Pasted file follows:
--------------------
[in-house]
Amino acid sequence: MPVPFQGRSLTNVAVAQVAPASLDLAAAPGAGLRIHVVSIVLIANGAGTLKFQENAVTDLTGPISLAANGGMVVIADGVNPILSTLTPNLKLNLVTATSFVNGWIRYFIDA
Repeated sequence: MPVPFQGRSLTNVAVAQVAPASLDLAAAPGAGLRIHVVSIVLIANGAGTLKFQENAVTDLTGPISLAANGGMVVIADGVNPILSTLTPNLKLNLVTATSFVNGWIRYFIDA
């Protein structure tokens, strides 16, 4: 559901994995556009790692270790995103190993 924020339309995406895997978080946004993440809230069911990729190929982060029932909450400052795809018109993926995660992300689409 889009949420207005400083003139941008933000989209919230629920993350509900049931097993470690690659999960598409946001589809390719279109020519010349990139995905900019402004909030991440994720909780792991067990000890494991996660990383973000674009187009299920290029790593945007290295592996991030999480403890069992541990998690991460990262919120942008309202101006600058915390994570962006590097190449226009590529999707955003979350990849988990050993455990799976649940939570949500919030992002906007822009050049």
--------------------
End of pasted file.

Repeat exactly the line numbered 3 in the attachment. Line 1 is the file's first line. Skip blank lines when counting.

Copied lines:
Repeated sequence: MPVPFQGRSLTNVAVAQVAPASLDLAAAPGAGLRIHVVSIVLIANGAGTLKFQENAVTDLTGPISLAANGGMVVIADGVNPILSTLTPNLKLNLVTATSFVNGWIRYFIDA